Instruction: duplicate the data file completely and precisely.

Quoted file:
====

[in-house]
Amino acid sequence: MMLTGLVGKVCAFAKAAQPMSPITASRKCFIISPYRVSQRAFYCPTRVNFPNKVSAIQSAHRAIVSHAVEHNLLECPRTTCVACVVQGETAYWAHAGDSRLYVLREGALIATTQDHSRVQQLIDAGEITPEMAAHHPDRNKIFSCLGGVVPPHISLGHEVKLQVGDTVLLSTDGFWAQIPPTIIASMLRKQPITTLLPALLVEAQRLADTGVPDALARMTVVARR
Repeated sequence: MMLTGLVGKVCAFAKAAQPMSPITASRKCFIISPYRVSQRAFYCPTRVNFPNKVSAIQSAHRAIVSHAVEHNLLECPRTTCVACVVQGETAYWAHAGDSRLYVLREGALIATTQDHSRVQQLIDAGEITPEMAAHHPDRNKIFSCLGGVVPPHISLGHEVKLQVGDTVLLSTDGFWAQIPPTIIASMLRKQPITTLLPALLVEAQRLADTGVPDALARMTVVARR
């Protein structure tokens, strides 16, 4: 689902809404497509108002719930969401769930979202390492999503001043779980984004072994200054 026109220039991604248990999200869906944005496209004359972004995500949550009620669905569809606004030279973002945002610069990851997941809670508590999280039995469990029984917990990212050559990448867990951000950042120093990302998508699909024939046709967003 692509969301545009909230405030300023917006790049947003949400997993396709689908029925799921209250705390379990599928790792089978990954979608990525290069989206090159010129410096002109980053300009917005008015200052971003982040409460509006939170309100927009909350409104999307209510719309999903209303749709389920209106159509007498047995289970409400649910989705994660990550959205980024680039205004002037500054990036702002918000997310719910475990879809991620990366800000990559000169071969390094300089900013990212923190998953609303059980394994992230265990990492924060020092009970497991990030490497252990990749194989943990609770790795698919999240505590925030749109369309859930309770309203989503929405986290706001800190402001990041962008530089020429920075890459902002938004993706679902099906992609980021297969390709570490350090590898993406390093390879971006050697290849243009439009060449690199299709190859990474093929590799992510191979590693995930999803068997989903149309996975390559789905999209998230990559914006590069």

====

[in-house]
Amino acid sequence: MMLTGLVGKVCAFAKAAQPMSPITASRKCFIISPYRVSQRAFYCPTRVNFPNKVSAIQSAHRAIVSHAVEHNLLECPRTTCVACVVQGETAYWAHAGDSRLYVLREGALIATTQDHSRVQQLIDAGEITPEMAAHHPDRNKIFSCLGGVVPPHISLGHEVKLQVGDTVLLSTDGFWAQIPPTIIASMLRKQPITTLLPALLVEAQRLADTGVPDALARMTVVARR
Repeated sequence: MMLTGLVGKVCAFAKAAQPMSPITASRKCFIISPYRVSQRAFYCPTRVNFPNKVSAIQSAHRAIVSHAVEHNLLECPRTTCVACVVQGETAYWAHAGDSRLYVLREGALIATTQDHSRVQQLIDAGEITPEMAAHHPDRNKIFSCLGGVVPPHISLGHEVKLQVGDTVLLSTDGFWAQIPPTIIASMLRKQPITTLLPALLVEAQRLADTGVPDALARMTVVARR
């Protein structure tokens, strides 16, 4: 689902809404497509108002719930969401769930979202390492999503001043779980984004072994200054 026109220039991604248990999200869906944005496209004359972004995500949550009620669905569809606004030279973002945002610069990851997941809670508590999280039995469990029984917990990212050559990448867990951000950042120093990302998508699909024939046709967003 692509969301545009909230405030300023917006790049947003949400997993396709689908029925799921209250705390379990599928790792089978990954979608990525290069989206090159010129410096002109980053300009917005008015200052971003982040409460509006939170309100927009909350409104999307209510719309999903209303749709389920209106159509007498047995289970409400649910989705994660990550959205980024680039205004002037500054990036702002918000997310719910475990879809991620990366800000990559000169071969390094300089900013990212923190998953609303059980394994992230265990990492924060020092009970497991990030490497252990990749194989943990609770790795698919999240505590925030749109369309859930309770309203989503929405986290706001800190402001990041962008530089020429920075890459902002938004993706679902099906992609980021297969390709570490350090590898993406390093390879971006050697290849243009439009060449690199299709190859990474093929590799992510191979590693995930999803068997989903149309996975390559789905999209998230990559914006590069």